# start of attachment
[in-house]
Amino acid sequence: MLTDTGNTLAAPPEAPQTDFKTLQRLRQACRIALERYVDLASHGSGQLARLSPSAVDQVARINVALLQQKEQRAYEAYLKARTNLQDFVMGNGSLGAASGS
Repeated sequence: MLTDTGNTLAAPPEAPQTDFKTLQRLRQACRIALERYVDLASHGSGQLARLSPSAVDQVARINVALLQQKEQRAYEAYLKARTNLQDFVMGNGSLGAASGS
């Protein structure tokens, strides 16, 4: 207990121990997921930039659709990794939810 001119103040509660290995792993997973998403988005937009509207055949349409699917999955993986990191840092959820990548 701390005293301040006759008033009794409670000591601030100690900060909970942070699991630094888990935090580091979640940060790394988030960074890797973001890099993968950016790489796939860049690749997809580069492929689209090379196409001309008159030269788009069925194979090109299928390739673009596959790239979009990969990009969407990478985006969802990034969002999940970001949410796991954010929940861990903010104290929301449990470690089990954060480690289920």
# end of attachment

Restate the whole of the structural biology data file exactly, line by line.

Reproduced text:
[in-house]
Amino acid sequence: MLTDTGNTLAAPPEAPQTDFKTLQRLRQACRIALERYVDLASHGSGQLARLSPSAVDQVARINVALLQQKEQRAYEAYLKARTNLQDFVMGNGSLGAASGS
Repeated sequence: MLTDTGNTLAAPPEAPQTDFKTLQRLRQACRIALERYVDLASHGSGQLARLSPSAVDQVARINVALLQQKEQRAYEAYLKARTNLQDFVMGNGSLGAASGS
């Protein structure tokens, strides 16, 4: 207990121990997921930039659709990794939810 001119103040509660290995792993997973998403988005937009509207055949349409699917999955993986990191840092959820990548 701390005293301040006759008033009794409670000591601030100690900060909970942070699991630094888990935090580091979640940060790394988030960074890797973001890099993968950016790489796939860049690749997809580069492929689209090379196409001309008159030269788009069925194979090109299928390739673009596959790239979009990969990009969407990478985006969802990034969002999940970001949410796991954010929940861990903010104290929301449990470690089990954060480690289920």